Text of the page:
I’m so sorry you are having a difficult time with helping your son. I’m a T1 female for 27 yrs; my nephew was diagnosed his jr year in high school & I watched my sis go through the frustrations too. He would barely test, leave every morn without eating and just basically pretend he didn’t have T1. He’s in college now and doing somewhat better, he’s laid back about it but has learned to cook his meals and eat healthy just from being on his own. I’ve talked with him about it all, being concerned. I do think you need to help him as much as possible while pushing him to be more responsible; maybe a watch with a timer to remind him to check his BS every 3-4 hours. I actually do that myself to not forget. Extreme highs & lows can be dangerous and can affect so much with his body and daily functioning. Take it one day at a time, tell him that he can live up to this challenge, and so can you!

Thank you Patti.
My son is “very” laid back about it all. He knows how to carb count and knows how to do corrections on his pump. He just doesn’t think much about it if he forgets to test and eats or if he forgets to do his pump. To him it seems like no big deal but meanwhile i am jumping out of my skin worried about him. He gets an attitude with me sometimes if i constantly remind him to do his pump or to test himself. I know this is all MUCH more harder on him being a T1D but i just worry for him so much. Do i do too much or not enough or let him be…just not sure.

Hi, Lisa.

Oh boy! The teenage years! It’s a wonder any of us survive.

I’ll keep this brief. You might check to see if there is a summer camp for T1D youngsters in your area. I attended Camp Sweeney in Gainesville, Texas when I was six years old (I had had T1D for a year by then). That was about 59 years ago. Later when I was in graduate school I spent two summers as a counselor at Camp Sweeney; I was the head counselor in the junior boys’ cabin.

It is difficult to fully describe what summer camp can do for young people who have T1D. At summer camp they are “normal” (almost everyone there has diabetes). The interaction with other campers, the education, and the other experiences there can sometimes help a young teenager develop the resolve to manage their diabetes better. The effects of camp involvement can sometimes last a lifetime. I guess I am proof of that.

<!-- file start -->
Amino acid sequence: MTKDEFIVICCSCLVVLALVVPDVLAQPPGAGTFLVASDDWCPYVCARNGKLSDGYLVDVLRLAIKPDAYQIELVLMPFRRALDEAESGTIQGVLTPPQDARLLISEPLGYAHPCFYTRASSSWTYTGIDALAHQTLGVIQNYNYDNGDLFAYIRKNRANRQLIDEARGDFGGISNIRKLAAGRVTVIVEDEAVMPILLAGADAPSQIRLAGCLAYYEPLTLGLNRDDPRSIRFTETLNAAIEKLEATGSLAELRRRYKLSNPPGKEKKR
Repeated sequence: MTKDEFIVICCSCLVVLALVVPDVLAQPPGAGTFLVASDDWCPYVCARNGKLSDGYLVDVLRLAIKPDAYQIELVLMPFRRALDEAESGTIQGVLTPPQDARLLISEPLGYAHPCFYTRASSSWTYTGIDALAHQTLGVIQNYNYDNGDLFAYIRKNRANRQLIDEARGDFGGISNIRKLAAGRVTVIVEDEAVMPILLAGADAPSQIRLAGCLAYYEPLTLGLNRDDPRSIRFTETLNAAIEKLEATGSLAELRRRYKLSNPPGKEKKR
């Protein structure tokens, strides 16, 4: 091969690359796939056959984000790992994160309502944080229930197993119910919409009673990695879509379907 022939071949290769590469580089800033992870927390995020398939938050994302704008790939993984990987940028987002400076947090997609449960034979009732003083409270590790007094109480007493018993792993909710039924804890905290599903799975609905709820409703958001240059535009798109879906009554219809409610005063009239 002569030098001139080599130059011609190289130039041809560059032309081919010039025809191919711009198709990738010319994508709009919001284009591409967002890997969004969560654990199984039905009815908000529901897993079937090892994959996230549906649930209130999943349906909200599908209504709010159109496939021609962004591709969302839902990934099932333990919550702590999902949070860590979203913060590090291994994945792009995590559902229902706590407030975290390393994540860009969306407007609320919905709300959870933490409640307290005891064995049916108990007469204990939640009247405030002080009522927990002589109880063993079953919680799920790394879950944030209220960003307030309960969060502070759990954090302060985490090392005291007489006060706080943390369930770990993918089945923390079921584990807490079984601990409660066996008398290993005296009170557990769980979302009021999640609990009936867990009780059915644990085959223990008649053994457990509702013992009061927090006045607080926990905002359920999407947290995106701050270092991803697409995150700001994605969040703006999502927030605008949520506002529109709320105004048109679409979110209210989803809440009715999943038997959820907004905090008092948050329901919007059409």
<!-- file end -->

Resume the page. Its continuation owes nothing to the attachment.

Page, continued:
Camp also “gets the monkey off your back” for a while. It shifts “responsibility” for diabetes management onto the shoulders of the staff and each camper - the campers become “partners” with the staff in management of their diabetes. It is a great step in developing a mature attitude about diabetes management. Nothing is guaranteed, but sometimes it is quite a help.

Good luck to you and your son!


Finding that balance is tough enough with a son especially when they have attitude. I remember my son at that age and boy did it get tough at times, but I do think the constant pressure for your son to be more responsible isn’t a bad thing; it goes so fast and then college happens. My nephew felt so different & didn’t want anyone in school to know, luckily he knew of another classmate with it too. The habits now will help him when he’s out of H.S. I kept telling him that he was so smart and that he could do this, which he was and he IS doing it now on his own in college. Still really laid back lol, but he’s doing it on his own. Stay with it and keep moving forward!